Today a quick post on how to use Git to push your code to a remote location. I found this very useful when developing sites. Welcome to post #100.
I learned this from Using Git to manage a web site and after using this technique at 2 websites, I found this needed to have a dedicated post. The article explains it very well, but this note taking helps me to remember and implement it well. And you guys might find this quite useful :)
Note that it is highly recommended to set up a key-based login to your remote server, see this useful SSH reference for more details.
Steps from local git to remote mirror
- On the local server you begin with your project and commits, see my first Git post how to get started if you are not familiar with Git.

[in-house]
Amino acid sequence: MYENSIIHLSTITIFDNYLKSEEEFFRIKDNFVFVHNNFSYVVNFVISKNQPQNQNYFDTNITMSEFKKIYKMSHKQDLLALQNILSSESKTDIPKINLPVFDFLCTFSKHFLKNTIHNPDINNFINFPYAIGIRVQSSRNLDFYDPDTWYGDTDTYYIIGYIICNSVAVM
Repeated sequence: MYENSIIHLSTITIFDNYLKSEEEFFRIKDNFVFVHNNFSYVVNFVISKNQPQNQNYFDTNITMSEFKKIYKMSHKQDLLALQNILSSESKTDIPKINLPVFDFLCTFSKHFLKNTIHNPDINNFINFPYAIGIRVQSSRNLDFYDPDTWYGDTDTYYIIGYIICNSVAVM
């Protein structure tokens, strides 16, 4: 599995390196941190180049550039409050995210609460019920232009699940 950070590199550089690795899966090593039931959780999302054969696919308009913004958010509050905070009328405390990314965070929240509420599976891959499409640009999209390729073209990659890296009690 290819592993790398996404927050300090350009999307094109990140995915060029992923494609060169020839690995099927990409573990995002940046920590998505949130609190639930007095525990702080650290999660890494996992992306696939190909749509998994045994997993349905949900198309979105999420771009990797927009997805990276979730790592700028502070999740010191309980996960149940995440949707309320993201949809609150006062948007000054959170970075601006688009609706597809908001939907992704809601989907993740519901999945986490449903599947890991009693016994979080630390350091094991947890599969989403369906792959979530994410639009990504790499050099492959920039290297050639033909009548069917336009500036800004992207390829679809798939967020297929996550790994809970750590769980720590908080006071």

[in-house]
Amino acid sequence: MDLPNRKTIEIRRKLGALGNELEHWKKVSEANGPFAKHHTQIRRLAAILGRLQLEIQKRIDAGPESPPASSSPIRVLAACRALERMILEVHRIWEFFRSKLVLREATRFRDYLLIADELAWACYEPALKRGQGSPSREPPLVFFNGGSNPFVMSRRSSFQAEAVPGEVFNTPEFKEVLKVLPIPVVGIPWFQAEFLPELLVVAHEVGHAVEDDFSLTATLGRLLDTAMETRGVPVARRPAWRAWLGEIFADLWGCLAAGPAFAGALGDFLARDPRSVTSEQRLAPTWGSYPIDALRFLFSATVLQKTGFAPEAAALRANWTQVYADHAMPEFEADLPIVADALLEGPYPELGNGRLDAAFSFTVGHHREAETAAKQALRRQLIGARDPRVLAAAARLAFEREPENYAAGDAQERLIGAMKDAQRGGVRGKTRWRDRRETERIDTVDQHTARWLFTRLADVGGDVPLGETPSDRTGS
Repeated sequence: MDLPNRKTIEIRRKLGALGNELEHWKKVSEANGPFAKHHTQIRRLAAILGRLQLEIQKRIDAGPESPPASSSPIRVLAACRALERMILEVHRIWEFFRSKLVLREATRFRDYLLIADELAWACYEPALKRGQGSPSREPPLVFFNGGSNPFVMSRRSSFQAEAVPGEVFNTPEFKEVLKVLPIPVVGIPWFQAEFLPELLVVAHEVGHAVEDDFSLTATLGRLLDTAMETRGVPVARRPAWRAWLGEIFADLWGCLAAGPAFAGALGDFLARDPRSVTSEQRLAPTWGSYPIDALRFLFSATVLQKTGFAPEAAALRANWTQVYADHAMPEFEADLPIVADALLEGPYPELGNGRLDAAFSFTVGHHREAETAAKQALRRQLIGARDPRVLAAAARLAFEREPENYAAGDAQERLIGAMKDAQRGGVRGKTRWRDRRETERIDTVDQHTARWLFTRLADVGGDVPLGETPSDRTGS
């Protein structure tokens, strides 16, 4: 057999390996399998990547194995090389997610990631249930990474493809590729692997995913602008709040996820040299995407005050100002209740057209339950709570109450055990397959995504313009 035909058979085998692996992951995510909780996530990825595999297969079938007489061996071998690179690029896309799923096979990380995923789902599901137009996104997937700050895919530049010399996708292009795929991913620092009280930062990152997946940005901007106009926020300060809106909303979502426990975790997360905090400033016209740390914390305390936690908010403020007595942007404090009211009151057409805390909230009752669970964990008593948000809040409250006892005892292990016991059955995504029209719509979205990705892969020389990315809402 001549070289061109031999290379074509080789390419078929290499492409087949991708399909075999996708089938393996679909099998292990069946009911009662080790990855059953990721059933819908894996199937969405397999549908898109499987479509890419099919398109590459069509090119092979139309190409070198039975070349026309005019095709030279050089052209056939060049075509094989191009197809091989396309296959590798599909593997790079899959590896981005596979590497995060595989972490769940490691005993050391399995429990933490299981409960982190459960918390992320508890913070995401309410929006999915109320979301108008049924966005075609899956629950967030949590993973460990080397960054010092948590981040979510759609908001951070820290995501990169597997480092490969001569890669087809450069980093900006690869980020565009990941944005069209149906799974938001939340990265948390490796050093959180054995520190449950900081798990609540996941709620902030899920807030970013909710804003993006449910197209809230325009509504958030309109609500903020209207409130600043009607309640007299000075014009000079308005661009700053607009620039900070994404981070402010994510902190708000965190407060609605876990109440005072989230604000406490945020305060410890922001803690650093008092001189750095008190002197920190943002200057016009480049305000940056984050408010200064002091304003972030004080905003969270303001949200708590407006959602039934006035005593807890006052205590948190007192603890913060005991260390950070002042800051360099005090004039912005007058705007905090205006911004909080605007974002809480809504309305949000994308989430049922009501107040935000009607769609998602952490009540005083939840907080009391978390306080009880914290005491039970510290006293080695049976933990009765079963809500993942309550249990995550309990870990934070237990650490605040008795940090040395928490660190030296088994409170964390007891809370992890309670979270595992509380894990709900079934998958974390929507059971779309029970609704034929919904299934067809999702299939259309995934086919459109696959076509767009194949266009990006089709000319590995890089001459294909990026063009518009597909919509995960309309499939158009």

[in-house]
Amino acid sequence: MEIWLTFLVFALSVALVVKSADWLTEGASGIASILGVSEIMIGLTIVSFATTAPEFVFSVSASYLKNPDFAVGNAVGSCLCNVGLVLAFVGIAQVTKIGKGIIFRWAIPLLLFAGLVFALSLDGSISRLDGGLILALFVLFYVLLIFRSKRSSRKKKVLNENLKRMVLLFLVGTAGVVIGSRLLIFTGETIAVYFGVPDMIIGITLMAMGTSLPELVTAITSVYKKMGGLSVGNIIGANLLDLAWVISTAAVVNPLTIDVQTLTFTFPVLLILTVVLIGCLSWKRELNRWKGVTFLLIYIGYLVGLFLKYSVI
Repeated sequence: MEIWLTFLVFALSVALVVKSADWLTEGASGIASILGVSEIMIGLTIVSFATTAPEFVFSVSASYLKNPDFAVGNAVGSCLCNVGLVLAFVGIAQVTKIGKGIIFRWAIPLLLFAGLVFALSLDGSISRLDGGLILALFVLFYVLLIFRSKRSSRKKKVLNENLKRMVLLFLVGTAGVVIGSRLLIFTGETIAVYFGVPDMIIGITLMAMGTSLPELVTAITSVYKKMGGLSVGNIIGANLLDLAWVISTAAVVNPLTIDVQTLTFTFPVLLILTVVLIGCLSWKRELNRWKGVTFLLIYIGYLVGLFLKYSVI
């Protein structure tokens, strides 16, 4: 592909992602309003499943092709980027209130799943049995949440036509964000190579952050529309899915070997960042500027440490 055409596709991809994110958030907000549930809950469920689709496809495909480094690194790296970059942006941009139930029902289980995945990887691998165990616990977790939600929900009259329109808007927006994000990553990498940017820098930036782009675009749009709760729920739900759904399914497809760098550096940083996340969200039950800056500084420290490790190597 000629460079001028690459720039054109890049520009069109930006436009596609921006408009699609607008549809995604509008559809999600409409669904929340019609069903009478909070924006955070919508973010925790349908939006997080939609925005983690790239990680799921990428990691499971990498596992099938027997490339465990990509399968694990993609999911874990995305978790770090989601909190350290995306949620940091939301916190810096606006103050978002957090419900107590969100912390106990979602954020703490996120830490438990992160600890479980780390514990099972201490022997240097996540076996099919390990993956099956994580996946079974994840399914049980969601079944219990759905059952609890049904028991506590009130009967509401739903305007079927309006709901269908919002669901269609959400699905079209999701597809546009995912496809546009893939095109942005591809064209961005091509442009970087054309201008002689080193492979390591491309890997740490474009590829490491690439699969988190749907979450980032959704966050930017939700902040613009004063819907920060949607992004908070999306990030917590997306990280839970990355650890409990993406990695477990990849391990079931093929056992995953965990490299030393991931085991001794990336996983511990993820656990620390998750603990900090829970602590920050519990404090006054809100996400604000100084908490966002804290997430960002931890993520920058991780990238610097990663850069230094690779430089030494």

- On the remote node you start by creating a new repository (assuming ~/repositories as the home of all code repos):
$ cd ~/repositories && mkdir repository.git $ cd repository.git $ git init --bare
You will see something like: Initialized empty Git repository in /home/user/repository.git/ and it means you have a new repository to mirror the local one to.
$ mkdir /home/user/target_dir
$ vi hooks/post-receive
Enter the following:
# #!/bin/sh # GIT_WORK_TREE=/home/user/target_dir git checkout -f
$ chmod +x hooks/post-receive
You can find a quick wrapper script at Github.
- Define a name of the remote mirror (replacing aliasName, user, domain.com and repository.git with your stuff ):
$ git remote add aliasName ssh:[email protected]/home/user/repositories/repository.git
$ git push aliasName +master:refs/heads/master
After local committing with: $ git add . ; $ git commit -m "message" , you push your code to your remote mirror with: $ git push aliasName